Background: There is limited population-based literature on rates and risk factors for revision following primary total hip replacement.
Methods: We performed a retrospective cohort study of Medicare beneficiaries who had elective total hip replacement for osteoarthritis between July 1, 1995, and June 30, 1996. Patients were followed with use of Medicare claims through 2008. The primary end point was revision total hip replacement as indicated by hospital discharge codes according to the International Classification of Diseases, Ninth Revision. We used the Kaplan-Meier method to plot the risks of revision and of death over a twelve-year follow-up period. We used Cox proportional hazard regression models to identify preoperative risk factors for revision of primary total hip replacement. We conducted sensitivity analyses to account for competing risks of major comorbid conditions.
Results: The risk of revision total hip replacement for patients remaining alive was approximately 2% per year for the first eighteen months and then 1% per year for the remainder of the follow-up period. The absolute risk of death over the twelve-year follow-up period exceeded the risk of revision total hip replacement by a factor of ten (59% vs. 5.7%) in patients older than seventy-five years at the time of primary total hip replacement and by a factor of three (29% vs. 9.4%) in patients sixty-five to seventy-five years old at the time of surgery. In multivariate Cox proportional hazard models, the relative risk of revision was higher in men than in women (hazard ratio [HR], 1.23; 95% confidence interval [95% CI], 1.15, 1.31) and in patients sixty-five to seventy-five years of age at the time of primary total hip replacement than in those over seventy-five years (HR, 1.47; 95% CI, 1.37, 1.58). Patients of surgeons who performed fewer than six total hip replacements annually in the Medicare population had a higher risk of revision than those whose surgeons performed more than twelve per year (HR, 1.21; 95% CI, 1.12, 1.32).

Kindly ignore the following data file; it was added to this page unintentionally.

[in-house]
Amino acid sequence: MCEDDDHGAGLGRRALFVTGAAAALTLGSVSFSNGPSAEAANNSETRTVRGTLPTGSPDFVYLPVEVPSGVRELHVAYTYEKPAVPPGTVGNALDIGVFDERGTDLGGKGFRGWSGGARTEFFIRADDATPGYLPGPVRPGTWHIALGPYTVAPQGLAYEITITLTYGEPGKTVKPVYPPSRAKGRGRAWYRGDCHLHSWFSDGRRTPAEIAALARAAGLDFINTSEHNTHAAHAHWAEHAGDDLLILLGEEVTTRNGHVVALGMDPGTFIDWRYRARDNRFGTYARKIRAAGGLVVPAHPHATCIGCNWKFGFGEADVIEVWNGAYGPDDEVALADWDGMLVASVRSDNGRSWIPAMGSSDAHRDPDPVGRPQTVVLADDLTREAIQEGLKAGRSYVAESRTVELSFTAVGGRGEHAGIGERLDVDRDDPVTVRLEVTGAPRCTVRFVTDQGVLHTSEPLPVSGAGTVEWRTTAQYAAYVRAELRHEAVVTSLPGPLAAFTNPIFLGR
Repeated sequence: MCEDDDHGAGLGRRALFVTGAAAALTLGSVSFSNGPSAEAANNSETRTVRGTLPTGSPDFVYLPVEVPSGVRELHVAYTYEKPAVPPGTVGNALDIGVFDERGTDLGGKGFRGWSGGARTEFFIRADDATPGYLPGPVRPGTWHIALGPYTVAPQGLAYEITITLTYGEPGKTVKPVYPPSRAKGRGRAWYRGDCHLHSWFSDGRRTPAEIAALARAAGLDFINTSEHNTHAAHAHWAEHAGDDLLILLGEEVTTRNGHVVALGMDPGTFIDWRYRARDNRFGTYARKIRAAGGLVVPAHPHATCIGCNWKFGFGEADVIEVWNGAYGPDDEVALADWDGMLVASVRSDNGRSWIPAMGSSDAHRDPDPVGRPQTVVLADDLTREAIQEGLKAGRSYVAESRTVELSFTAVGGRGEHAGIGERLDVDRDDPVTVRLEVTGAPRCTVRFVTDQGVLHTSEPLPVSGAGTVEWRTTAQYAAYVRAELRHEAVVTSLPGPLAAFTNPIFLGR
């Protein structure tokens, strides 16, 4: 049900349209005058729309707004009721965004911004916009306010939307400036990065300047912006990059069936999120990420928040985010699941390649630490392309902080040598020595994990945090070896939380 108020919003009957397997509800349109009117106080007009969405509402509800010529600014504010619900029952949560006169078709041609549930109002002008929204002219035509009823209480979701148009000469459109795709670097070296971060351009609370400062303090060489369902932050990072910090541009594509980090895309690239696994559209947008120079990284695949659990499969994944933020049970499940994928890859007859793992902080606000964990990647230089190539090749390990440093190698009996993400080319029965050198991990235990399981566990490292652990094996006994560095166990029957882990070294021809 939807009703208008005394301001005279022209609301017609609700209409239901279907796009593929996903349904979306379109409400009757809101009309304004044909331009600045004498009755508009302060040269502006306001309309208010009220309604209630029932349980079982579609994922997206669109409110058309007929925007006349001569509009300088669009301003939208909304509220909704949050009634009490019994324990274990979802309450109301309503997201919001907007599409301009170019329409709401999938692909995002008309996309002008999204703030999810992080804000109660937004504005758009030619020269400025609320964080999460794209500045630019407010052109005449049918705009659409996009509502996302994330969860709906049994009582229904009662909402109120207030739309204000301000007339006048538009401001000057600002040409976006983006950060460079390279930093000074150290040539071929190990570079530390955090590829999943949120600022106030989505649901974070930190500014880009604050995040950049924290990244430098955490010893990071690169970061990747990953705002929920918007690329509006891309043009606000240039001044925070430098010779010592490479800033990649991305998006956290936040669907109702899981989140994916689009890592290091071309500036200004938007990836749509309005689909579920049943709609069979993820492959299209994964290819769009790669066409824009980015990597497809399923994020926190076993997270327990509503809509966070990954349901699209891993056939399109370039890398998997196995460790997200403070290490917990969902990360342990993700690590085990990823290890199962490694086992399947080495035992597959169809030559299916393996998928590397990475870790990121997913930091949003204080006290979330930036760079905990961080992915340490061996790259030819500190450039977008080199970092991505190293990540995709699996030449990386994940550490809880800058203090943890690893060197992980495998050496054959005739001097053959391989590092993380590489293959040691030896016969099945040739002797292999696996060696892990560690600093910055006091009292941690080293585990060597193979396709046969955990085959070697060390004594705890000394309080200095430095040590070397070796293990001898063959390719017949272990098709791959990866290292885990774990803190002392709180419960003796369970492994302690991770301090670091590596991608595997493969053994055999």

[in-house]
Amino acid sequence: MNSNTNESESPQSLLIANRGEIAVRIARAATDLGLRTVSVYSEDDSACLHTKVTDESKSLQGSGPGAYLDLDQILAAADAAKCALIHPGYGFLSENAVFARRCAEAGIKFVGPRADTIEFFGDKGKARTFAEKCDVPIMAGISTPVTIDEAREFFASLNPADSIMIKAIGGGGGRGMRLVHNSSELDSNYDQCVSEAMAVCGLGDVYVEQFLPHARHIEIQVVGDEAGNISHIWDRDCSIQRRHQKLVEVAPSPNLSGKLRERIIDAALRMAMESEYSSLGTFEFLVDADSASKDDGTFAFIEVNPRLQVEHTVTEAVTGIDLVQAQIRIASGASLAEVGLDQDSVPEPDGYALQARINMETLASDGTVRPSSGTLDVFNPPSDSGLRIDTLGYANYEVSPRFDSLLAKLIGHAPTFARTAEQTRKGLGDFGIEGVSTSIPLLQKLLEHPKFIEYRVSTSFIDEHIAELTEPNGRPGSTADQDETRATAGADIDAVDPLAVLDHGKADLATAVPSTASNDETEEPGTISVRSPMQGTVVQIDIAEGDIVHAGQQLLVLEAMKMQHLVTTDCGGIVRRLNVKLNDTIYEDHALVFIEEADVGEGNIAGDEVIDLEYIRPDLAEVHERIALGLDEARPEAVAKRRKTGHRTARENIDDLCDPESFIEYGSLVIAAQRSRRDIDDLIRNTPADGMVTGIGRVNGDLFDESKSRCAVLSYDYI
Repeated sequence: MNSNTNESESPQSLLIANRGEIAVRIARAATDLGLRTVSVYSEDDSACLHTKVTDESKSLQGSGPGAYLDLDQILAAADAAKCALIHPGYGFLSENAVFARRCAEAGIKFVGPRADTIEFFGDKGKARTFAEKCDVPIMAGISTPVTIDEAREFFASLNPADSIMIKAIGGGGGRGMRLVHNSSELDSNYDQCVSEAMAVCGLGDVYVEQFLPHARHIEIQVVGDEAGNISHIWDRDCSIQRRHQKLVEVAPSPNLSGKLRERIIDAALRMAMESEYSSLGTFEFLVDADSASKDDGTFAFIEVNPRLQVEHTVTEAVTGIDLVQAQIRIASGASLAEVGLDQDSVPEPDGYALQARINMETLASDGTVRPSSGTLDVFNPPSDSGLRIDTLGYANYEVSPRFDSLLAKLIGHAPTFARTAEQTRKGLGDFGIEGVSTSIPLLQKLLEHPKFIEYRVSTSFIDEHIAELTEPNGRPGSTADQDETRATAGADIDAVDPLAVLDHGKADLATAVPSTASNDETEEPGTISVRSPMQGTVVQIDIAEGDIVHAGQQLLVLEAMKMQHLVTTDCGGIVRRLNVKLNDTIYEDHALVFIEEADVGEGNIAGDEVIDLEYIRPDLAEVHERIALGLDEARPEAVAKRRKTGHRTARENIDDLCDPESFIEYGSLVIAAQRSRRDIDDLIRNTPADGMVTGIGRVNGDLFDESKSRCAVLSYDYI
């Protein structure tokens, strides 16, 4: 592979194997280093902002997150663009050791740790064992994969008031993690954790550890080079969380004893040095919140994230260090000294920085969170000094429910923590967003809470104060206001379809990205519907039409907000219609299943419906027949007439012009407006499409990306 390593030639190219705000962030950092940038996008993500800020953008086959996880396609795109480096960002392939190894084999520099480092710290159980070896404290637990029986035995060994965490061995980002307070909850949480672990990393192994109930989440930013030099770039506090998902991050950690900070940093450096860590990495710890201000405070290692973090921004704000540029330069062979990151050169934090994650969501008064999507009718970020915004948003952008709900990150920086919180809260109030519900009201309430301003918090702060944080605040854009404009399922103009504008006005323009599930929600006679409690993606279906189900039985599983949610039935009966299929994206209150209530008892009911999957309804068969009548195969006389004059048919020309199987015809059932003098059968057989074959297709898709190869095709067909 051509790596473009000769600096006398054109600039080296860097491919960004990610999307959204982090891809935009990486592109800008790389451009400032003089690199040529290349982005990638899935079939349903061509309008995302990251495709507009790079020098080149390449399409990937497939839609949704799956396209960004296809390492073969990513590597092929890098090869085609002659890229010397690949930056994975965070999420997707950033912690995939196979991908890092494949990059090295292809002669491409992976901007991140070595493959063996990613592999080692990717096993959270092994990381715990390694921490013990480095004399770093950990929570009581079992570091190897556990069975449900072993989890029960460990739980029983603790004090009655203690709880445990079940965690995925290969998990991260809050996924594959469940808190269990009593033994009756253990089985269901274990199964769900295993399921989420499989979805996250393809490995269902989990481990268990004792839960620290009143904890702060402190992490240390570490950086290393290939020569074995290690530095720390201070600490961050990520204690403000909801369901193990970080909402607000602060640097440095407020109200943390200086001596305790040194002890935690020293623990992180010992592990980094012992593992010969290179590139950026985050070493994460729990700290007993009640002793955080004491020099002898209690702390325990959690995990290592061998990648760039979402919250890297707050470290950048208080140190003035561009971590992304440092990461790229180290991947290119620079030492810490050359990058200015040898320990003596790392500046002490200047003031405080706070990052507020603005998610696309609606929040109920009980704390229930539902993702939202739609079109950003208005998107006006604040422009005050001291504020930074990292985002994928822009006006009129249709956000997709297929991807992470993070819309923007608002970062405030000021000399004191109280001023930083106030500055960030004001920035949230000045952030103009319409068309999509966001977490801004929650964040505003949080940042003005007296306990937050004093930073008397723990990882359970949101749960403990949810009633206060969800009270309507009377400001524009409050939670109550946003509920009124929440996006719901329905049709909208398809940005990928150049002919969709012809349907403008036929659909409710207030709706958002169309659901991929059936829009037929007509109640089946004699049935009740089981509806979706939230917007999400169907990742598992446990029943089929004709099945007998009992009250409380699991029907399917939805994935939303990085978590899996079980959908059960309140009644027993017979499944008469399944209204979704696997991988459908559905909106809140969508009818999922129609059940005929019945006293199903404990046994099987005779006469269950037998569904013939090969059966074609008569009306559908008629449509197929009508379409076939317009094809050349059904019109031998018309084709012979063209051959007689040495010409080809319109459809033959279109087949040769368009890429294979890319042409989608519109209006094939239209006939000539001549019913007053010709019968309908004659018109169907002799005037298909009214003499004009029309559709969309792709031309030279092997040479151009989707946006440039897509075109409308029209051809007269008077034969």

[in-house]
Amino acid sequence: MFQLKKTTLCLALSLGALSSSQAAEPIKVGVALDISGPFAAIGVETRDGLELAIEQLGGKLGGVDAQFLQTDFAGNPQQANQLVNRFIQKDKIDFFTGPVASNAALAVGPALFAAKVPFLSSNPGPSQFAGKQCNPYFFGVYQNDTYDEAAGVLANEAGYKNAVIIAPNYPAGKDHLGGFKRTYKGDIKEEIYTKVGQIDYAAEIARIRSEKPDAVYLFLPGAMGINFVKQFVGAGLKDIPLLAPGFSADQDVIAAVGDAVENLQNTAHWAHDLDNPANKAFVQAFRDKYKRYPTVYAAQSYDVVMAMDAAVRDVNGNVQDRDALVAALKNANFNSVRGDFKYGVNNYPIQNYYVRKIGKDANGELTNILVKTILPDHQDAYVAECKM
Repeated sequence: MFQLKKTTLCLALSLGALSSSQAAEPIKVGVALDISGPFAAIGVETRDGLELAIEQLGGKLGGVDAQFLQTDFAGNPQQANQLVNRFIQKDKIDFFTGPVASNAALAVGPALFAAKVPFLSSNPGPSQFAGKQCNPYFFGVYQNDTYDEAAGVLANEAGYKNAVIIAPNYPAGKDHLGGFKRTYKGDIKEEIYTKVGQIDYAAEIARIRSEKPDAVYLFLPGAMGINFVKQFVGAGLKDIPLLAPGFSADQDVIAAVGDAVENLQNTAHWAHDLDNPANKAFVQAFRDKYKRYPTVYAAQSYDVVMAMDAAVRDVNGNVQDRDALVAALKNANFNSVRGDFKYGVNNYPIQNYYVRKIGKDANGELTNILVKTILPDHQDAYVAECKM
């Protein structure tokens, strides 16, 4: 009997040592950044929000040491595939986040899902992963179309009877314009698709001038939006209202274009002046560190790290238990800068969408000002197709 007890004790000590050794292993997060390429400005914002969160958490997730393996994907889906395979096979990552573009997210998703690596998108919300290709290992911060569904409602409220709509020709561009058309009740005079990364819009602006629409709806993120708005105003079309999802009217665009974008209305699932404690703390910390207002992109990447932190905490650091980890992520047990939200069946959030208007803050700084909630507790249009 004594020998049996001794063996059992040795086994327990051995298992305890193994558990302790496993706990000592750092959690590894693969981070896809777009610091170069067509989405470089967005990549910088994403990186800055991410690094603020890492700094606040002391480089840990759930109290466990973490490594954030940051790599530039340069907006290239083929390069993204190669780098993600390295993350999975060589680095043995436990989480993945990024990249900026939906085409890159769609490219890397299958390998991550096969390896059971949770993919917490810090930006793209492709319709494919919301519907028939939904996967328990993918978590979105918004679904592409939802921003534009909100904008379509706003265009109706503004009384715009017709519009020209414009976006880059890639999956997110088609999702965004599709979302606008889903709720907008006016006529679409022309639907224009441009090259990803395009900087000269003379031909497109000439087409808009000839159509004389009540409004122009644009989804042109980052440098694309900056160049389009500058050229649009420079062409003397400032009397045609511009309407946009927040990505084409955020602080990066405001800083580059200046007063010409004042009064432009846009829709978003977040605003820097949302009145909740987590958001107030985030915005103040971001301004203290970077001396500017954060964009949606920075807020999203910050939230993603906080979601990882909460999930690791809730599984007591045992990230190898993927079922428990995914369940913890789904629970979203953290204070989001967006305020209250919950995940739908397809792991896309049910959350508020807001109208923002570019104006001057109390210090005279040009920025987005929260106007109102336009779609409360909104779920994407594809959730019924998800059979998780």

Conclusions: Efforts to reduce the number of revision hip arthroplasties should be targeted at revisions occurring in the first eighteen months following the index arthroplasty, when revision risk is higher, and at younger patients, who are more likely to survive long enough to require revision.
Level of Evidence: Prognostic Level II. See Instructions for Authors for a complete description of levels of evidence.
Investigation performed at the Orthopedic and Arthritis Center for Outcomes Research, Department of Orthopedic Surgery, Brigham and Women’s Hospital, Boston; the Department of Orthopedic Surgery, Massachusetts General Hospital, Harvard Medical School, Boston, Massachusetts; the Department of Medicine, University of North Carolina, Chapel Hill, North Carolina; and the Department of Orthopedic Surgery, University Health Network, University of Toronto, Toronto, Ontario, Canada
This article was chosen to appear electronically on September 12, 2012, in advance of publication in a regularly scheduled issue.
A commentary by Kevin J. Bozic, MD, MBA, and Steven M. Kurtz, PhD, is linked to the online version of this article at jbjs.org.
Disclosure: One or more of the authors received payments or services, either directly or indirectly (i.e., via his or her institution), from a third party in support of an aspect of this work. In addition, one or more of the authors, or his or her institution, has had a financial relationship, in the thirty-six months prior to submission of this work, with an entity in the biomedical arena that could be perceived to influence or have the potential to influence what is written in this work. No author has had any other relationships, or has engaged in any other activities, that could be perceived to influence or have the potential to influence what is written in this work. The complete Disclosures of Potential Conflicts of Interest submitted by authors are always provided with the online version of the article.
- Copyright © 2012 by The Journal of Bone and Joint Surgery, Incorporated
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